The couloir we’re after doesn’t leave from the summit, but we like to ski everything from the top. So we make an awkward carve over a 60 degree swale, then traverse to the access point. Rock walls on either side of the entrance look like driveway pillars at one of the mansions up near Aspen.
First glance down the route takes my breath. It’s incredible to be on a descent you’ve never done, and dreamed about for years. Such feelings are intensified when you know that it’s unlikely anyone has been there — that you could be the first humans to ski this particular piece of ground.
The route turns out to be an interesting anomaly as couloirs go. Since it’s slanted somewhat from south to north across Cathedral’s west side, it’s less steep than one would assume. More, on this day we skied the nicely textured powder one sometimes finds at Colorado altitudes around 13,000 feet. But those things don’t necessarily make for an easy day. Once at the couloir exit we were faced with either continuing down into Conundrum Creek and doing a mystery slog to civilization that could have required a shiver bivvy, or instead climb out and over Cathedral’s southerly ridge (to Electric Pass) and rejoin Castle Creek. The latter option worked, and while the day was long Bob and I kept the smiles on our faces and enjoyed the afterglow of a truly beautiful exploration. I stole prerogative as a guidebook writer (sorry Bob) and named the couloir after my wife. Anyone doing new routes should name something after their spouse or significant other, right?
Here is a condensed route description from my books, and from my guidebook website backcountryskiingco.com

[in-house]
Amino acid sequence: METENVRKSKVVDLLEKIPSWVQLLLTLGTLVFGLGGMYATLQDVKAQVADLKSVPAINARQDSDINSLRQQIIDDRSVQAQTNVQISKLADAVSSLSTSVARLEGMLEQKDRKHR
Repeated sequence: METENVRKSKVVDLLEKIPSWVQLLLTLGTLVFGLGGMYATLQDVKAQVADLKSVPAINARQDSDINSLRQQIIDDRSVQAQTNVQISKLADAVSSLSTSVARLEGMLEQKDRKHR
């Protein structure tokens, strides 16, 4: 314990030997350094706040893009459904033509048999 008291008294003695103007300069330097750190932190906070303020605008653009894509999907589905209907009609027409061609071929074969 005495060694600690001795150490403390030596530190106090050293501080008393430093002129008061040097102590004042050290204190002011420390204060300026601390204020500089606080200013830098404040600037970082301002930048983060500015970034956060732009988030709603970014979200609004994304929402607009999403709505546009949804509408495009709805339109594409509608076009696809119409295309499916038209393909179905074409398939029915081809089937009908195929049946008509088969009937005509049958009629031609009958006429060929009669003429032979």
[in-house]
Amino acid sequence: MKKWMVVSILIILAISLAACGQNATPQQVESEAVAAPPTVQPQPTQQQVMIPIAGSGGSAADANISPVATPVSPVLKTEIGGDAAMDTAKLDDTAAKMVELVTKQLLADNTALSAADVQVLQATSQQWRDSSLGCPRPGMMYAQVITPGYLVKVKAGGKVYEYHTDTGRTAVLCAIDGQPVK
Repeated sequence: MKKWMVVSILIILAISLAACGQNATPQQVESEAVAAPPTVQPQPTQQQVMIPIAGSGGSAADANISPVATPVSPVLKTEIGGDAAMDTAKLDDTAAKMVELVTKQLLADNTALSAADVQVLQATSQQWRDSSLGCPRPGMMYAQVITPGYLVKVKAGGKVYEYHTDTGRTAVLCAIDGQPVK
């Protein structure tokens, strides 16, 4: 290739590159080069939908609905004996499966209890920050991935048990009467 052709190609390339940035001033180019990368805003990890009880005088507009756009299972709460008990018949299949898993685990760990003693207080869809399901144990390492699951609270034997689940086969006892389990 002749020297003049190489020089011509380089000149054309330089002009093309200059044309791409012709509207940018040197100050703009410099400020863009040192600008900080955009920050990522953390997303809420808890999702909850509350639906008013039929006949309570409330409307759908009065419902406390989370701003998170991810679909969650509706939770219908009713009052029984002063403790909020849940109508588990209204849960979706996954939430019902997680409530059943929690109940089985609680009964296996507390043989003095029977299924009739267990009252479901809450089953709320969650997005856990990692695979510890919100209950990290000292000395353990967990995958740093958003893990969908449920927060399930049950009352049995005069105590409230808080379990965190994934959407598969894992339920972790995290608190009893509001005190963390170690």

Cathedral Peak — Lisa Couloir
Recommended seasons: Spring snow
Starting elevation: 9,680 feet Summit elevation: 13,943 feet Elevation gain: 4,263 feet
Round trip distance: 9 miles
When you view the north face of Cathedral Peak from other high points in the Elk Mountains (Highlands ski resort, for example), you’ll notice a classic slanted couloir that splits the westerly side of the north face. First skied in 1999 by Lou Dawson and Bob Perlmutter, the “Lisa Couloir” is as interesting up close as it looks from a distance. It includes an exciting access route from the summit, while the main couloir is a stunning band of snow enclosed by rock walls and tilted at its steepest to just around 45 degrees.
To reach Lisa Couloir, climb Cathedral Peak via Pine Creek and Cathedral Lake. Ski or downclimb from the summit about 200 vertical feet down a small section of broken westerly terrain. Traverse north to an obvious slot in the ridge. Pass through the slot, and the Couloir is obvious. Enjoy the descent, then prepare for pain.
With exceptional snowcover, you can continue northerly down the vicinity of Cataract Creek for an amazing 2 mile run to Conundrum Creek, then exit via the Conundrum pack trail. This option looks attractive from above, but Cataract Creek joins Conundrum via a steep gulch, and the hike out the trail could ruin anyone’s day. A better egress option is to submit, climb to Electric Pass (see other routes), then ski down to Cathedral Lake and down your Pine Creek climb route. If you’ve got the energy, make a three-banger day by descending from the summit of Electric Peak to Leahy/Electric saddle. Continue on the ridge easterly to Leahy Peak, then drop one of the sweet couloirs north from Leahy’s summit. For egress from the three-banger, descend the American Lake Trail to Castle Creek.
WildSnow.com publisher emeritus and founder Lou (Louis Dawson) has a 50+ years career in climbing, backcountry skiing and ski mountaineering. He was the first person in history to ski down all 54 Colorado 14,000-foot peaks, has authored numerous books about about backcountry skiing, and has skied from the summit of Denali in Alaska, North America’s highest mountain.